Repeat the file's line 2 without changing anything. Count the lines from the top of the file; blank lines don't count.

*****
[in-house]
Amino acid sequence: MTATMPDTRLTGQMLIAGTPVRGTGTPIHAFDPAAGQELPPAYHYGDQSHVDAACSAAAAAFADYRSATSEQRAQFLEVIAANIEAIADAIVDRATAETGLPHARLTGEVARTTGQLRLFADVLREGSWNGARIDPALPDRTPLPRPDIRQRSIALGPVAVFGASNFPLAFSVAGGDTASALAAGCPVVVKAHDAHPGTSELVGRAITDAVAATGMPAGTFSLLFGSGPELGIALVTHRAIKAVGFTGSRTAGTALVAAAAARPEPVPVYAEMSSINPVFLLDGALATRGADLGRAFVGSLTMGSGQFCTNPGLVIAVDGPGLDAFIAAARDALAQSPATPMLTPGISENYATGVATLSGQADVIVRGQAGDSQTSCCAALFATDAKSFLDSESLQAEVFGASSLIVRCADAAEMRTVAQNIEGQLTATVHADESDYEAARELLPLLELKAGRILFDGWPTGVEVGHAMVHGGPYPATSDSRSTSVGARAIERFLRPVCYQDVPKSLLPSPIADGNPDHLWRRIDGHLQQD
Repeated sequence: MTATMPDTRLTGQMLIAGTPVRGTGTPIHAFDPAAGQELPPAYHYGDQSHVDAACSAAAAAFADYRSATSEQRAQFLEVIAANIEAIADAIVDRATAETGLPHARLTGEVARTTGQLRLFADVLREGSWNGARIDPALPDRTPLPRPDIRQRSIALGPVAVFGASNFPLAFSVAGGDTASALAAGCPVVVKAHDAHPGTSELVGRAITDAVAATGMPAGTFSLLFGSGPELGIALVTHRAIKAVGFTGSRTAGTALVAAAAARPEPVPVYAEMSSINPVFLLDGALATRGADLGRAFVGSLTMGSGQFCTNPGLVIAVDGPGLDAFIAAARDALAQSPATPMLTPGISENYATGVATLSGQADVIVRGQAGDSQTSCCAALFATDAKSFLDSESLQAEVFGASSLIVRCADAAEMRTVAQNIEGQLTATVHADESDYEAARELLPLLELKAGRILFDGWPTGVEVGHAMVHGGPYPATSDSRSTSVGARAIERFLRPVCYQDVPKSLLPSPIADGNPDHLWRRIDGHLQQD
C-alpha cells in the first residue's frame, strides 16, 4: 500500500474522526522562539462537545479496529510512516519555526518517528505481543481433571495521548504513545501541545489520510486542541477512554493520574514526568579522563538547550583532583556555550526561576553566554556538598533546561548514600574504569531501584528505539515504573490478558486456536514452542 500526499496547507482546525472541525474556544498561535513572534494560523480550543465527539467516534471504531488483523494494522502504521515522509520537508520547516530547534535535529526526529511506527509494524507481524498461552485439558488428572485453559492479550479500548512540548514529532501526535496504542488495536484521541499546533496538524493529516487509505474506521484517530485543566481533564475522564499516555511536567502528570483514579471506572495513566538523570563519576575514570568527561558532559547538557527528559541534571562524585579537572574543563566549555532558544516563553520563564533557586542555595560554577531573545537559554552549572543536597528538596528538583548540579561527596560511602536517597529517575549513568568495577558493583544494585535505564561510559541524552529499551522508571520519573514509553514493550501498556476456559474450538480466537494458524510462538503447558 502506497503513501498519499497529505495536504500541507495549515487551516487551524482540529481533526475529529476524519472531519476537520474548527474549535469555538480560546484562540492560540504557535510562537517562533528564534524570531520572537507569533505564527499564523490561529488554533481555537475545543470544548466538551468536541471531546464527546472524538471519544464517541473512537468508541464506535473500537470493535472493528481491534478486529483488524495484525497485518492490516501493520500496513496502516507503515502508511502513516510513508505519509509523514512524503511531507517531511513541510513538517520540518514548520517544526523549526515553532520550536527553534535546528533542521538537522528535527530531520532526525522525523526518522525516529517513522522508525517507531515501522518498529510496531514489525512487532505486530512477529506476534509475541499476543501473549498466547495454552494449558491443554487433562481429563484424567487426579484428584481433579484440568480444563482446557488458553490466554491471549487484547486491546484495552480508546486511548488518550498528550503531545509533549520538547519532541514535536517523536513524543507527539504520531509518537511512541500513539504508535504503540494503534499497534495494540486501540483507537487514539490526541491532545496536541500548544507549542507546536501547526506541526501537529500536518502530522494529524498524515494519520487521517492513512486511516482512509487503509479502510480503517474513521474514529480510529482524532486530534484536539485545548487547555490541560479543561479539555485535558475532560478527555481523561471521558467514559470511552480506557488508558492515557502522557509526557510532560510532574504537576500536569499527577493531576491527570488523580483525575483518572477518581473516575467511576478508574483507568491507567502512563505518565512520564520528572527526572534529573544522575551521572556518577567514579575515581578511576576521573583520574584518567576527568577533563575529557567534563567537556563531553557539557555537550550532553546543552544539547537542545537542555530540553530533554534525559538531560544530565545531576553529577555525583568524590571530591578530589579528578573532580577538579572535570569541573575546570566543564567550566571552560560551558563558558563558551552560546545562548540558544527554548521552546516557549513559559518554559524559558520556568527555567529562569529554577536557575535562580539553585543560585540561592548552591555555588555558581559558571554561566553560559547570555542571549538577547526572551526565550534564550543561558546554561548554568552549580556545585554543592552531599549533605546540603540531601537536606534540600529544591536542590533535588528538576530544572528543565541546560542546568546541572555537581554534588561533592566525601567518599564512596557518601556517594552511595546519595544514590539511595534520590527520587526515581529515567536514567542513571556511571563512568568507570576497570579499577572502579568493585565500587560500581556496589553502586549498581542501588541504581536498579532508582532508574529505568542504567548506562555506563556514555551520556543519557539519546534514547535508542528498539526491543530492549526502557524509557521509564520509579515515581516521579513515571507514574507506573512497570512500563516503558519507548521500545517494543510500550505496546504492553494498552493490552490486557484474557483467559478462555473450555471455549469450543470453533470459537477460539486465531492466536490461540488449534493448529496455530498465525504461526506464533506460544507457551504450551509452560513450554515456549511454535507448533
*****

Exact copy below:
Amino acid sequence: MTATMPDTRLTGQMLIAGTPVRGTGTPIHAFDPAAGQELPPAYHYGDQSHVDAACSAAAAAFADYRSATSEQRAQFLEVIAANIEAIADAIVDRATAETGLPHARLTGEVARTTGQLRLFADVLREGSWNGARIDPALPDRTPLPRPDIRQRSIALGPVAVFGASNFPLAFSVAGGDTASALAAGCPVVVKAHDAHPGTSELVGRAITDAVAATGMPAGTFSLLFGSGPELGIALVTHRAIKAVGFTGSRTAGTALVAAAAARPEPVPVYAEMSSINPVFLLDGALATRGADLGRAFVGSLTMGSGQFCTNPGLVIAVDGPGLDAFIAAARDALAQSPATPMLTPGISENYATGVATLSGQADVIVRGQAGDSQTSCCAALFATDAKSFLDSESLQAEVFGASSLIVRCADAAEMRTVAQNIEGQLTATVHADESDYEAARELLPLLELKAGRILFDGWPTGVEVGHAMVHGGPYPATSDSRSTSVGARAIERFLRPVCYQDVPKSLLPSPIADGNPDHLWRRIDGHLQQD